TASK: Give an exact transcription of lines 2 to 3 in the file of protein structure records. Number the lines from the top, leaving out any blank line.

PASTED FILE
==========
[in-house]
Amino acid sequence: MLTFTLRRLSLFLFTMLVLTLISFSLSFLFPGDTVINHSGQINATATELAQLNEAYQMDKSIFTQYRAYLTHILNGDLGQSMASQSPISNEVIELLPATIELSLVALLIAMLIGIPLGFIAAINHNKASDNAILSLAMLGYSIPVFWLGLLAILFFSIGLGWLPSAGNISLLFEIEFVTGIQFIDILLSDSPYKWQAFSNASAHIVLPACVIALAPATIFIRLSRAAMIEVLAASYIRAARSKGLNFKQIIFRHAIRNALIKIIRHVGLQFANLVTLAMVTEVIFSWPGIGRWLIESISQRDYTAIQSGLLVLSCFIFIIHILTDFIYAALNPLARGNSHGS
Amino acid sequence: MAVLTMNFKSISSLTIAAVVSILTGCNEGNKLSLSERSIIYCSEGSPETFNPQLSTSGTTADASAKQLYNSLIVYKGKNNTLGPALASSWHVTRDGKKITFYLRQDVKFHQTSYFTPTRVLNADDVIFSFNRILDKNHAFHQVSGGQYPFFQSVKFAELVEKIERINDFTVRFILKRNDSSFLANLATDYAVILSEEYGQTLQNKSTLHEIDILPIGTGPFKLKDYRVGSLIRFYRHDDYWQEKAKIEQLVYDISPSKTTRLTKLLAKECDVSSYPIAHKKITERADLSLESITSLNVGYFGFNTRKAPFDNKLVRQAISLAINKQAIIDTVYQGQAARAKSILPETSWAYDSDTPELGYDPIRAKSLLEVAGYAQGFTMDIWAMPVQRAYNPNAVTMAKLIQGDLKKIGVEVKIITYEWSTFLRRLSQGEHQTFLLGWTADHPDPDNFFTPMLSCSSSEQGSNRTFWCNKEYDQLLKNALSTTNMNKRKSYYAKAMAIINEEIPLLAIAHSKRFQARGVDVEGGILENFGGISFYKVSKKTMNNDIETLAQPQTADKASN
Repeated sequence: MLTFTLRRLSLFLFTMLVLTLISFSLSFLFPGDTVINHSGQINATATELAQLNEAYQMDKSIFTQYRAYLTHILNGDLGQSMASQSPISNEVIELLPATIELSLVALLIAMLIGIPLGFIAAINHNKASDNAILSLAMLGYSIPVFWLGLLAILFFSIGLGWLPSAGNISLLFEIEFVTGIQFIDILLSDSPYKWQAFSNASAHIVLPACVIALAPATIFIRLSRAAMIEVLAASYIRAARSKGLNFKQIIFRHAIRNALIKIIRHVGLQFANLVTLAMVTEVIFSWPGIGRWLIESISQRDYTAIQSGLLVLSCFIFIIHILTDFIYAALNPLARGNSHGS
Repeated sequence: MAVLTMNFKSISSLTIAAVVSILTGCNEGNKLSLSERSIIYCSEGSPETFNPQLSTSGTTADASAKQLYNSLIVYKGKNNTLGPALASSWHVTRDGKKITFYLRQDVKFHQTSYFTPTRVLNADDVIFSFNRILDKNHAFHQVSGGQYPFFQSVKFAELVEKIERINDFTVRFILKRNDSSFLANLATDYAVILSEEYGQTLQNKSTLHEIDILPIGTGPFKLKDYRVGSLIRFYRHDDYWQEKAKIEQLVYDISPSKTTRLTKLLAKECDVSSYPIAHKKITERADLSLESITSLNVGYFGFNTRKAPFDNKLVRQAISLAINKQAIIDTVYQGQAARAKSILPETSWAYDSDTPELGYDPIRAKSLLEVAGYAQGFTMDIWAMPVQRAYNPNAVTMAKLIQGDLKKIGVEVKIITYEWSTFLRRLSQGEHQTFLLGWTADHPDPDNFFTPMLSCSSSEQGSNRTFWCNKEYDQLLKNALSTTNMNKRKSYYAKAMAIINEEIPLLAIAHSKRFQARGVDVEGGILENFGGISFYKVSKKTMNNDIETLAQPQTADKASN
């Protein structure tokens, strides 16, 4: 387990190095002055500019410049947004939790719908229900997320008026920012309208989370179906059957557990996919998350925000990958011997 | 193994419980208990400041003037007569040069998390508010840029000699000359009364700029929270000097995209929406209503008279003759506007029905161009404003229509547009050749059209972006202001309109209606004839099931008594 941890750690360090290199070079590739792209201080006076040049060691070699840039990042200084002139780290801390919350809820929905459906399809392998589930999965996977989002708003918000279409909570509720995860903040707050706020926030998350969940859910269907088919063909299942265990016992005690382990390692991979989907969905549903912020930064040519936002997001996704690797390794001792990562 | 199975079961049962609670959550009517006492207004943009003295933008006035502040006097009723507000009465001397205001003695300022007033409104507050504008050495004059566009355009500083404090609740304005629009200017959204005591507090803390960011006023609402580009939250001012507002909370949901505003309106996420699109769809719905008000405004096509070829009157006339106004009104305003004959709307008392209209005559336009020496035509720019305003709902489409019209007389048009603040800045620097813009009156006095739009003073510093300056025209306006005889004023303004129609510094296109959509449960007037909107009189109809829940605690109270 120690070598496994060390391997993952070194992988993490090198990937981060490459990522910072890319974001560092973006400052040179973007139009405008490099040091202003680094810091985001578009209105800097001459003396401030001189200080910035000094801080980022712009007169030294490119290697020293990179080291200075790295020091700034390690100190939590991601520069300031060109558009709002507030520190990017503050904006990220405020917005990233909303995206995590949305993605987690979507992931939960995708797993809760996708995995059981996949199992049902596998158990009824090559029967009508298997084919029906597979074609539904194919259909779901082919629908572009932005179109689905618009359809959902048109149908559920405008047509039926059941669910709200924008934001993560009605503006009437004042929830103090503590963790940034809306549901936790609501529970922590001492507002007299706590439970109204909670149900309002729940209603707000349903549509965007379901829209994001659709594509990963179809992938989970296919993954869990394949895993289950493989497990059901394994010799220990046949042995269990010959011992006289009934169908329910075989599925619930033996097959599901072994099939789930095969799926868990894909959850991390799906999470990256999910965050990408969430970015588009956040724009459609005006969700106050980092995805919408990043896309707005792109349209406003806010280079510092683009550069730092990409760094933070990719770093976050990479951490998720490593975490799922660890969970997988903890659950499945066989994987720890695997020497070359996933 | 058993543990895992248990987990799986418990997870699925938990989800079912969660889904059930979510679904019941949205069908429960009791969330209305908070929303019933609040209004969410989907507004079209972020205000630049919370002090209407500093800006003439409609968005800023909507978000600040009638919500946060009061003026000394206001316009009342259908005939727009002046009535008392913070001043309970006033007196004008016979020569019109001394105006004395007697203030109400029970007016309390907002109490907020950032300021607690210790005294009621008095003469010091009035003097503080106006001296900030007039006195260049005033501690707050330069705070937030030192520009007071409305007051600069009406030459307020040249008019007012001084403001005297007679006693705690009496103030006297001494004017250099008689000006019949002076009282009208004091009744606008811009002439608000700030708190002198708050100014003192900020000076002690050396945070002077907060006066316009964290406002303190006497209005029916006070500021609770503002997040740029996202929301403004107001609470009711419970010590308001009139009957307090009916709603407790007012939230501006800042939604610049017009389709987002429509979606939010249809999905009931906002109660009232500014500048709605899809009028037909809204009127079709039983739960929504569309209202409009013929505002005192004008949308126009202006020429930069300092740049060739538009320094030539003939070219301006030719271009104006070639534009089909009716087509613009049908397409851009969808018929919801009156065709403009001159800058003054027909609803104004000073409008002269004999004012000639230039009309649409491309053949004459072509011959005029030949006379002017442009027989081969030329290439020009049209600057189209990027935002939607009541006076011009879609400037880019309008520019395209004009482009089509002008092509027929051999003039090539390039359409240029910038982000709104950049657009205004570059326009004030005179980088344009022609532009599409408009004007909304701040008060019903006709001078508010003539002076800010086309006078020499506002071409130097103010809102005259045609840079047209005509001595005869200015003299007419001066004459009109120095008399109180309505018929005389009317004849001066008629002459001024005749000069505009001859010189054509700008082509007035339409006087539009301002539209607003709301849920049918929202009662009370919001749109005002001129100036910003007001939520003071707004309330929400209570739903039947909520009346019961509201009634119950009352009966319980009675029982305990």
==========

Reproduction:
Amino acid sequence: MLTFTLRRLSLFLFTMLVLTLISFSLSFLFPGDTVINHSGQINATATELAQLNEAYQMDKSIFTQYRAYLTHILNGDLGQSMASQSPISNEVIELLPATIELSLVALLIAMLIGIPLGFIAAINHNKASDNAILSLAMLGYSIPVFWLGLLAILFFSIGLGWLPSAGNISLLFEIEFVTGIQFIDILLSDSPYKWQAFSNASAHIVLPACVIALAPATIFIRLSRAAMIEVLAASYIRAARSKGLNFKQIIFRHAIRNALIKIIRHVGLQFANLVTLAMVTEVIFSWPGIGRWLIESISQRDYTAIQSGLLVLSCFIFIIHILTDFIYAALNPLARGNSHGS
Amino acid sequence: MAVLTMNFKSISSLTIAAVVSILTGCNEGNKLSLSERSIIYCSEGSPETFNPQLSTSGTTADASAKQLYNSLIVYKGKNNTLGPALASSWHVTRDGKKITFYLRQDVKFHQTSYFTPTRVLNADDVIFSFNRILDKNHAFHQVSGGQYPFFQSVKFAELVEKIERINDFTVRFILKRNDSSFLANLATDYAVILSEEYGQTLQNKSTLHEIDILPIGTGPFKLKDYRVGSLIRFYRHDDYWQEKAKIEQLVYDISPSKTTRLTKLLAKECDVSSYPIAHKKITERADLSLESITSLNVGYFGFNTRKAPFDNKLVRQAISLAINKQAIIDTVYQGQAARAKSILPETSWAYDSDTPELGYDPIRAKSLLEVAGYAQGFTMDIWAMPVQRAYNPNAVTMAKLIQGDLKKIGVEVKIITYEWSTFLRRLSQGEHQTFLLGWTADHPDPDNFFTPMLSCSSSEQGSNRTFWCNKEYDQLLKNALSTTNMNKRKSYYAKAMAIINEEIPLLAIAHSKRFQARGVDVEGGILENFGGISFYKVSKKTMNNDIETLAQPQTADKASN